How bad can it be if people assume you're quiet, studious and good at math? For many Asians, very.
February 12, 2021
Will Cheng had what he calls a “Chinese restaurant education,” learning the value of money, goods, and hard work — literally in his parents’ eatery. What the son of immigrants from Hong Kong didn’t learn was how to “fit the mold to be promoted.”
“It took me five years to go from individual contributor to manager at a previous employer — twice as long as average,” says Will, who’s now chair of the Cargill Asian Alliance Network (AAN). “It wasn’t technical ability, but soft skills. People didn’t think I could challenge authority.”
Though many young professionals face this struggle, Will says he’s “heard from many Asian colleagues that culture — the whole thing about humility and not wanting to put yourself out there — gets layered on.”
Back in the 1960s, a white sociologist tried to label this. The “myth of the model minority” stereotypes Asians as compliant, studious, and smart — as well as good in technical roles but not necessarily leadership.
“People assume if you’re Asian you’re good at science and math, you put your head down and don’t cause trouble,” says fellow AAN member, Shiva Elayedath — “and that’s a problem.”
Shiva, who was born in India, has a rich resume in food science. But when he started seeking non-technical roles, colleagues at his old firm would tell him, “but you’re the strong technical guy.” It took two Asian managers to help Shiva find his voice.
Today, Shiva is the customer-facing representative of R&D here at Cargill, speaking to companies like General Mills and Nestle to help them find solutions.
“The myth of the model minority is a problem because it whitewashes a lot of things that are beneath,” Shiva says. “Individuals can get stuck in roles that define them by typecasting and don’t allow them to grow. Plus, it’s not true for all Asians.”
Asians, indeed, run some of the U.S.’s biggest companies, like Microsoft, Google and Adobe.
At the same time, income inequality is rising more rapidly among Asian Americans than other racial or ethnic groups. Seventy-two percent of Indian-Americans hold at least a bachelor’s degree according to the Pew Research Center; less than 20% of Hmong, Cambodian and Laotian Americans do. Asia itself is a land of diversity — the world’s largest, most populous continent with over 1600 languages in India alone.
“Don’t make assumptions about people just because of their background,” cautions Shiva. “They may have a lot more to offer than you assume. And maybe they need more help than you imagine too.”
That’s why Will and the AAN just hosted the first of a four-part Cargill lunch-and-learn series on the myth, called “Technical but not management material.” For the 230-plus people who attended, it was a chance to learn — either how fellow Asians have overcome the stereotype or how not to reinforce it as allies.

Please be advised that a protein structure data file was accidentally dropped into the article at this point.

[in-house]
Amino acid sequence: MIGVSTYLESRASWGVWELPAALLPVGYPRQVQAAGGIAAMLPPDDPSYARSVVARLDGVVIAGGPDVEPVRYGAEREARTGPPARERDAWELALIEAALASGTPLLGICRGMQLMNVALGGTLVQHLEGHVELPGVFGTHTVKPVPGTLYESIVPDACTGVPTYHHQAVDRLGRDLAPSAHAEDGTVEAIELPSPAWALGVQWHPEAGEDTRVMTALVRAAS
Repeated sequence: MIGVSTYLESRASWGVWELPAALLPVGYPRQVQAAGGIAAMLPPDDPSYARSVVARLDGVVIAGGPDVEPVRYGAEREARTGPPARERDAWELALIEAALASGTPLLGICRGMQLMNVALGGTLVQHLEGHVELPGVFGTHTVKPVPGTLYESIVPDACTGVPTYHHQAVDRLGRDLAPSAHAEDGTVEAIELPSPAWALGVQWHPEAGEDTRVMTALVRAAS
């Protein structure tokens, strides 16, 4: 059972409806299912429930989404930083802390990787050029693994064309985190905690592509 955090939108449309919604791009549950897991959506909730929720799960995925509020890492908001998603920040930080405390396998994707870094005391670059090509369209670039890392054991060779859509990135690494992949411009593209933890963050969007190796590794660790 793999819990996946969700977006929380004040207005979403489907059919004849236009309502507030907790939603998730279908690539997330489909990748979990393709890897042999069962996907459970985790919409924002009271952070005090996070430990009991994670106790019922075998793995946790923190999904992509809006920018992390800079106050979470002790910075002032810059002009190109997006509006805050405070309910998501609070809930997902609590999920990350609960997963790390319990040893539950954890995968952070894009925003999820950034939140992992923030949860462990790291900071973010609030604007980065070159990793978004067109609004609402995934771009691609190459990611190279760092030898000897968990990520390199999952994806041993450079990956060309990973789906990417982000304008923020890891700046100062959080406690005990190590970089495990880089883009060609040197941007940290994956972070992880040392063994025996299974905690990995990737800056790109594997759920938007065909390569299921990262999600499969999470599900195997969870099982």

“When we talk about diversity and inclusion, inclusion is the hard part. Diversity is being invited to the dance party. Inclusion is being asked to dance. This event shows there are leaders who look like us who have found their place on the dancefloor." Will Cheng
Allie Newman, a Korean-American who leads HR for Cargill functions, shared how she’d been bullied as a child and internalized the model minority myth. “You’re your own worst enemy,” a trusted leader told her during an early career review. “You’re afraid to fail. You feel like you always have to be getting straight A’s. You don’t believe in yourself enough. You cannot continue to grow in your career until you fix this. You have to fix this part yourself.”
“You need to reflect more confidence to match your competence,” was the gist of Smriti Canakapalli’s first review. “I was raised not to challenge my elders,” the Indian-born head of strategy and transformation for Animal Nutrition & Health (ANH) says. “It’s taken me years to be able to do that.”
Acting lessons, as well as media and voice training, helped Binh Tran learn to represent his work and command a room. “It’s not necessarily acclimating,” the North America sourcing and procurement leader shared, “it’s figuring out what works within the context of your culture and personality.”
Added Lawrence Wang, the Taiwanese-American leader of Cargill Digital Labs, “If you’re trying to be somebody else, you’re probably not going to be very good at it.”
When Will learned being reserved was earning him the label “unengaged,” he initially went to the other extreme and “wouldn’t shut up!” “I was told I was bulldozing. It took me a couple of years to find a happy medium.”
Today, Will is a business intelligence leader in ANH. He applies the soft skills he’s learned but still relies on his ‘Chinese restaurant education’ to succeed. “Nothing is easy, and there’s a value associated with everything. That influences me every day: ‘what’s the value we’re going to deliver?’”